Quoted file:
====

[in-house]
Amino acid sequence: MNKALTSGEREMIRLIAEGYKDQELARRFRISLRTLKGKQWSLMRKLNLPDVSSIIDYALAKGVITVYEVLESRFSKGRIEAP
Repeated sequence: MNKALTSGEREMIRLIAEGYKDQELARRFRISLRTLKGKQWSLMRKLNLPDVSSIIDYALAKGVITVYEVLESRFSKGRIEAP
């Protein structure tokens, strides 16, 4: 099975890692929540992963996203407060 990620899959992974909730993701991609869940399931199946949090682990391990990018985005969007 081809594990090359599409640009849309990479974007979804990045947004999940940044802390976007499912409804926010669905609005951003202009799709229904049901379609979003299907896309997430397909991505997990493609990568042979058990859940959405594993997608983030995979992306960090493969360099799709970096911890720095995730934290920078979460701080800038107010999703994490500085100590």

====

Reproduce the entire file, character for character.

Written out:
[in-house]
Amino acid sequence: MNKALTSGEREMIRLIAEGYKDQELARRFRISLRTLKGKQWSLMRKLNLPDVSSIIDYALAKGVITVYEVLESRFSKGRIEAP
Repeated sequence: MNKALTSGEREMIRLIAEGYKDQELARRFRISLRTLKGKQWSLMRKLNLPDVSSIIDYALAKGVITVYEVLESRFSKGRIEAP
């Protein structure tokens, strides 16, 4: 099975890692929540992963996203407060 990620899959992974909730993701991609869940399931199946949090682990391990990018985005969007 081809594990090359599409640009849309990479974007979804990045947004999940940044802390976007499912409804926010669905609005951003202009799709229904049901379609979003299907896309997430397909991505997990493609990568042979058990859940959405594993997608983030995979992306960090493969360099799709970096911890720095995730934290920078979460701080800038107010999703994490500085100590």